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 06-16-2017, 05:16 Post: 60005
razorray



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  fence wire under road

Installing high tensile electric anti-deer fence and need to get the lead out wires from the fence charger under the town road to the fence across. Want to go underground under the road. How can I do this have a low spot an each side where I would cross the 20 feet of asphalt.






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 06-16-2017, 10:11 Post: 60006
Billy Passmore



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  fence wire under road

Find someone with a road boring machine. It won't be cheap.

One of those solar powered fence chargers would be several hundred dollars cheaper.






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 06-16-2017, 15:05 Post: 60018
AC5ZO



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  fence wire under road

The solar powered chargers work fine. Years ago, we used battery powered pulse chargers on our remote fences and they would only require a battery change once during a midwest summer. These ran on a big 12VDC dry cell pack. These 12 VDC powered units can be hooked to a car battery for even longer service. I am sure that a Google search would locate several vendors.

Going under the road is possible if you really want to. The cheapest wire that will work reliably is going to be the coaxial cable used for CB and Ham radio antenna installations. There are only specific cables that will work reliably for a significant period of time, and you may email me separately if you want to discuss this further.

In a nutshell, you will need to get a plastic electrical conduit under the road and then use the coaxial cable to carry the high voltage for the fence through the conduit.

The battery or solar powered fence charger is the smart move.






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 06-16-2017, 20:00 Post: 60020
Murf



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  fence wire under road

If your "low spot" includes a culvert just run the wire through it.

If there is no existing crossing it will be expensive, REALLY expensive to cross under the road. Then you will have to use either a solar or solar/12V. combination system.

Best of luck.






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 06-17-2017, 00:54 Post: 60023
plots1



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  fence wire under road

How tall is this fence going to be ? It's going to have to be fairly high to keep deer out. a lot of cattle farmers use a single strand but it doesn't seem to keep deer out. but seems to keep cattle at bay.






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 06-17-2017, 05:49 Post: 60028
DRankin



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  fence wire under road

Down in Texas I saw 10 foot high fencing. They said that is what it took to keep deer out or in.






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 06-17-2017, 10:43 Post: 60037
AC5ZO



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  fence wire under road

For an electric fence, there is no benefit to electrify a wire higher than the aninal can reach with its feet on the ground.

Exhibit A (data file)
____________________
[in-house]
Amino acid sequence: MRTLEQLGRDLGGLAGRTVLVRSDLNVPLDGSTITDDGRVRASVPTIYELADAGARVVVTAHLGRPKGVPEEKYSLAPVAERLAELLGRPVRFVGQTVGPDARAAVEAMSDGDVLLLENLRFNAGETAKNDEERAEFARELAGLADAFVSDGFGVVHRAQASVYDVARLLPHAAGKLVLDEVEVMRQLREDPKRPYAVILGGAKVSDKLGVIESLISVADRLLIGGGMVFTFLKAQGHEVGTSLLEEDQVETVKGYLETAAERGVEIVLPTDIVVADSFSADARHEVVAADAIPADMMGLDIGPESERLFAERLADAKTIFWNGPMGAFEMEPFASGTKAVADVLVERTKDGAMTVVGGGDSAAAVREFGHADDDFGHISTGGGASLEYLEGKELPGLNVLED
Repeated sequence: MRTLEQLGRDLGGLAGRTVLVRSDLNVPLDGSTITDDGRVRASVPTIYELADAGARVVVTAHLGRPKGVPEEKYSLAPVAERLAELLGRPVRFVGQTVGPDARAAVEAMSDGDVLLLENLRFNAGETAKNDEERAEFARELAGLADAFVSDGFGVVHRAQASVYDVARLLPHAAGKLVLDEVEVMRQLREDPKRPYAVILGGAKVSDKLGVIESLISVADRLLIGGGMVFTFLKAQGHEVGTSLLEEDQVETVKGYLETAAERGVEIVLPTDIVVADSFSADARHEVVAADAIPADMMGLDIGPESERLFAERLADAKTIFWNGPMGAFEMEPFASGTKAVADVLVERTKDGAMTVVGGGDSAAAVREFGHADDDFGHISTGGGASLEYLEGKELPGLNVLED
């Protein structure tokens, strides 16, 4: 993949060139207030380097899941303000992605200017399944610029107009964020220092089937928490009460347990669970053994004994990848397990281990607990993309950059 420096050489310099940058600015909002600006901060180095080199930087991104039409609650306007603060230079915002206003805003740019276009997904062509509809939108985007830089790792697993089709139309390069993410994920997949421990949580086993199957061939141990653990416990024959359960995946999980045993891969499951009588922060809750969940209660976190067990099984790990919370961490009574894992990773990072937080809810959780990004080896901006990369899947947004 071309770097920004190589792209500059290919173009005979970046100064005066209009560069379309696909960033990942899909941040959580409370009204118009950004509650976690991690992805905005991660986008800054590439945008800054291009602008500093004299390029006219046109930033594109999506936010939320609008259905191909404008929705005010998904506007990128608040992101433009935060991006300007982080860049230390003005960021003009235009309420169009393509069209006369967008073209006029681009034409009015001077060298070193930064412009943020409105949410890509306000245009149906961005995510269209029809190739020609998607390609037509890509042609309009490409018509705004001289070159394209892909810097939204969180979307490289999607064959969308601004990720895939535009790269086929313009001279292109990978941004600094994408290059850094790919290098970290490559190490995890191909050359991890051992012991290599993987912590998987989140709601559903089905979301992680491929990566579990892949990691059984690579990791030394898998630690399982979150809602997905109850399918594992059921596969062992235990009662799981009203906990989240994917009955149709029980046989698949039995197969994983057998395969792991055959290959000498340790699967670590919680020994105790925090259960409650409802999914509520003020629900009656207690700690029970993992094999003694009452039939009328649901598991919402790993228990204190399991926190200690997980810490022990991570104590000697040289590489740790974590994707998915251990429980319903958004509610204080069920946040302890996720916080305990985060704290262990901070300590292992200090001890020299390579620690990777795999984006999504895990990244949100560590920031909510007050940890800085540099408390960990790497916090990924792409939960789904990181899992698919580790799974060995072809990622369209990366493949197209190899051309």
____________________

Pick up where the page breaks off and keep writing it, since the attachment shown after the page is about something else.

For problem animals at a kennel, I have run woven wire fencing at the base with a single electric wire above the top to keep the high jumpers and climbers from attempting a crossing, but in that case the animal is grounded through the wire netting. The only animals that contact the electric wire are the ones that jump or climb over six feet.






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 06-17-2017, 15:38 Post: 60236
Peters



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  fence wire under road

Depending on the soil type you can pass your wire under the road fairly easily. You only need 3/4 inch schedual 40 PVC pipe and a supply of water. You attach a hose bib to the PVC and then connect your water. You work the pipe back and forth. You can pass it a faily long distance if the soil has no large rocks.

The solar route is probably less work.

Peters






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 06-17-2017, 20:32 Post: 60241
AC5ZO



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  fence wire under road

I have used the method that Peters describes for shorter distances. It does work well in my experience for distances of ten feet or less. The reason that I did not recommend it was that it gets difficult to keep the end from drooping the further that you go. You also have to have a clear area long enough for the pipe before it starts under the road.

It you have enough room to lay the pipe out level and push it level under the road, it might work. If you use 3/4 or 1 inch plastic conduit, you could probably get by running the water right through the conduit and just leave it in place when you are done. The soil will fill in around the conduit naturally. Keep the pressure low if you run water through conduit, because it is not pressure rated, but it should not fail with average water pressure.

The biggest problem with this method is that if you hit a rock that is too big to wash out beside the pipe, you cannot move it any further. You can snake the pipe around some rocks, but it will be random. A three inch rock will stop your progress, but you may get by it. A 12 inch rock will probably stop your advance altogether.






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